For a Few Minutes This Morning, President Obama Thought Health Care Had Been Overturned

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The president was confused by cable news -- just like the rest of us.

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President Obama makes a statement about the Supreme Court's decision on his administration's health care law at the White House. (Reuters)

This morning, at just after 10 am Eastern time, President Obama was doing exactly what millions of his fellow Americans were doing: watching the news, waiting for the Supreme Court's health care decision.

Unlike his fellow Americans, though, the president was watching the proceedings from the White House, just outside of the Oval Office itself. The Outer Oval has a television whose screen is split into four sub-screens: one for each of the four major cable networks. Which meant that Obama and his chief of staff, Jack Lew, were watching the graphics of all four networks as the Court announced its decision. Which meant that Obama saw the gun-jumping reporting offered by CNN and Fox: the announcement that the Court had struck down the individual mandate. Which meant that Obama thought, for a minute -- just like the rest of us -- that the cornerstone legislation of his presidency had been overturned.

Here's more on the scene from ABC News's Jake Tapper:

The president saw graphics on the screens of the first two cable news networks to break the news -- CNN and Fox News Channel -- announcing, wrongly, that he had lost. Senior administration officials say the president was calm. [Ed: Obviously.]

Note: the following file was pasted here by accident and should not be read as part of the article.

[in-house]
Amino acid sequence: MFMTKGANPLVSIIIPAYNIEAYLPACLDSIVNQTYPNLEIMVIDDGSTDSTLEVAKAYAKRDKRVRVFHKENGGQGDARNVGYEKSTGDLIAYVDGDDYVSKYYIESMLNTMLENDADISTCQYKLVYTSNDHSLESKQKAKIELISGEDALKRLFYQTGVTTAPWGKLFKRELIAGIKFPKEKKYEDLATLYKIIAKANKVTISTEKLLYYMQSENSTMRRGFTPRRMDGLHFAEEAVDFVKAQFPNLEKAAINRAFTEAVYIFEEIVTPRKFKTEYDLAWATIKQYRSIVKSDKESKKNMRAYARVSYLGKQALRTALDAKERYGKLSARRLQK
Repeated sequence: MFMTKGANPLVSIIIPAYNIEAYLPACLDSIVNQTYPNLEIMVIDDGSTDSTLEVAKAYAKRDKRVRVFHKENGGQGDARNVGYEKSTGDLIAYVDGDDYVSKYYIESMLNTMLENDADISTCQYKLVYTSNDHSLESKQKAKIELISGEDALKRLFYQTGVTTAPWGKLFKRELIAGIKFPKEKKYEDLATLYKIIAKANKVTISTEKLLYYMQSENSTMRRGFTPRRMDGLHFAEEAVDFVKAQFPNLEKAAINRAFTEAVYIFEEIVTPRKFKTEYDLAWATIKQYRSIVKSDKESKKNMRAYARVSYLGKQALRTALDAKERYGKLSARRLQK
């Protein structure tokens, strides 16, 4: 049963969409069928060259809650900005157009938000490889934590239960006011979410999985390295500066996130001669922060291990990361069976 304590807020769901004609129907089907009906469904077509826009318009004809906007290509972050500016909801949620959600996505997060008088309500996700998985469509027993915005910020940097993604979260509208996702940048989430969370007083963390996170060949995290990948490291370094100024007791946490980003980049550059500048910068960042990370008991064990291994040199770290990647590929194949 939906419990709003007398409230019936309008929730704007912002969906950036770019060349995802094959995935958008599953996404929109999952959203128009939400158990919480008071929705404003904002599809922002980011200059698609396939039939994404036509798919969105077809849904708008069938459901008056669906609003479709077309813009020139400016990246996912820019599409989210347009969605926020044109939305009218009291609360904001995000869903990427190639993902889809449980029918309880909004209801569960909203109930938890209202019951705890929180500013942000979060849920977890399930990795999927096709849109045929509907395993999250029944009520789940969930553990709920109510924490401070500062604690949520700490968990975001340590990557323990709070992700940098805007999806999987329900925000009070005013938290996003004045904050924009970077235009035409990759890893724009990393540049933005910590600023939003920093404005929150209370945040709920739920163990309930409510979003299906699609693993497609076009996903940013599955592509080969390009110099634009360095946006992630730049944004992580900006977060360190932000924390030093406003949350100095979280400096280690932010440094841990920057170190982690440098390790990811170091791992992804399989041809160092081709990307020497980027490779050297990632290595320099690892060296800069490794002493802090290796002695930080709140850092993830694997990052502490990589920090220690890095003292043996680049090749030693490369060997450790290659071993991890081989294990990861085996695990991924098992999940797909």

A couple minutes later, White House counsel Kathy Ruemmler came to Outer Oval and gave him two thumbs-up. Ruemmler had gotten the correct information from a White House lawyer at the Supreme Court and from SCOTUSblog.com.

"The Affordable Care Act has been upheld by the court," Ruemmler told the president, a senior administration official recalled. "There were five votes finding it valid under Congress's taxing power." 

 There was some "cognitive dissonance" given what was on the cable news screens, an official said.

"Cognitive dissonance"! One assumes, No Drama notwithstanding, that that's an understatement: It's hard to imagine a more tense situation than seeing all your work lost -- and then won again -- in an instant. Whatever the president and his staff had prepared to experience this morning, they probably hadn't anticipated "utter confusion." And it's worth noting that it was SCOTUSblog, the upstart web phenomenon, that ultimately informed even the president himself. It's worth noting as well -- for those who like their historic Supreme Court decisions with a little side of theater -- that as the real ruling became clear, and as dissonance dissolved into excitement, the scene in the Outer Oval got just a little more Sorkinesque. "The president hugged Ruemmler," Tapper reports. "He then called Solicitor General Donald B. Verrilli to congratulate him."

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Megan Garber is a staff writer at The Atlantic. She was formerly an assistant editor at the Nieman Journalism Lab, where she wrote about innovations in the media.

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